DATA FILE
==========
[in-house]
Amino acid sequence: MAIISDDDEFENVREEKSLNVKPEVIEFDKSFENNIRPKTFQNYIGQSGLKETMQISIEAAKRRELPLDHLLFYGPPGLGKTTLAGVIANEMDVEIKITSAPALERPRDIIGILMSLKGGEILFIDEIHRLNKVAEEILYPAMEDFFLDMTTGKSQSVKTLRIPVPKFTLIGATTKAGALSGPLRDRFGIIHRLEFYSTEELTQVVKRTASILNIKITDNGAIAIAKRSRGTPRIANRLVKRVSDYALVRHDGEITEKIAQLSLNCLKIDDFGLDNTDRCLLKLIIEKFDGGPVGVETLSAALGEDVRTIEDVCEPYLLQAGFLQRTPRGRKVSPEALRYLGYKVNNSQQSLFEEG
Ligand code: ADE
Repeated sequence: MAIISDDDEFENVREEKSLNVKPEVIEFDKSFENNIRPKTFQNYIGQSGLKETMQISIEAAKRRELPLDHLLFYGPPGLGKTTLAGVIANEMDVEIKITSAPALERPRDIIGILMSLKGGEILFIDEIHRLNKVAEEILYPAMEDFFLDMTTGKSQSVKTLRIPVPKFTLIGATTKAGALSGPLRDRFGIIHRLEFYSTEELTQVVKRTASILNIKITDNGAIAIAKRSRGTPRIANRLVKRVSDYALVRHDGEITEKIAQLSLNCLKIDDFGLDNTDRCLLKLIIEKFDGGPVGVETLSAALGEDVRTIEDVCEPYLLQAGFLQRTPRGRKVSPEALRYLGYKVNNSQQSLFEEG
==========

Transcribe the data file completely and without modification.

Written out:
[in-house]
Amino acid sequence: MAIISDDDEFENVREEKSLNVKPEVIEFDKSFENNIRPKTFQNYIGQSGLKETMQISIEAAKRRELPLDHLLFYGPPGLGKTTLAGVIANEMDVEIKITSAPALERPRDIIGILMSLKGGEILFIDEIHRLNKVAEEILYPAMEDFFLDMTTGKSQSVKTLRIPVPKFTLIGATTKAGALSGPLRDRFGIIHRLEFYSTEELTQVVKRTASILNIKITDNGAIAIAKRSRGTPRIANRLVKRVSDYALVRHDGEITEKIAQLSLNCLKIDDFGLDNTDRCLLKLIIEKFDGGPVGVETLSAALGEDVRTIEDVCEPYLLQAGFLQRTPRGRKVSPEALRYLGYKVNNSQQSLFEEG
Ligand code: ADE
Repeated sequence: MAIISDDDEFENVREEKSLNVKPEVIEFDKSFENNIRPKTFQNYIGQSGLKETMQISIEAAKRRELPLDHLLFYGPPGLGKTTLAGVIANEMDVEIKITSAPALERPRDIIGILMSLKGGEILFIDEIHRLNKVAEEILYPAMEDFFLDMTTGKSQSVKTLRIPVPKFTLIGATTKAGALSGPLRDRFGIIHRLEFYSTEELTQVVKRTASILNIKITDNGAIAIAKRSRGTPRIANRLVKRVSDYALVRHDGEITEKIAQLSLNCLKIDDFGLDNTDRCLLKLIIEKFDGGPVGVETLSAALGEDVRTIEDVCEPYLLQAGFLQRTPRGRKVSPEALRYLGYKVNNSQQSLFEEG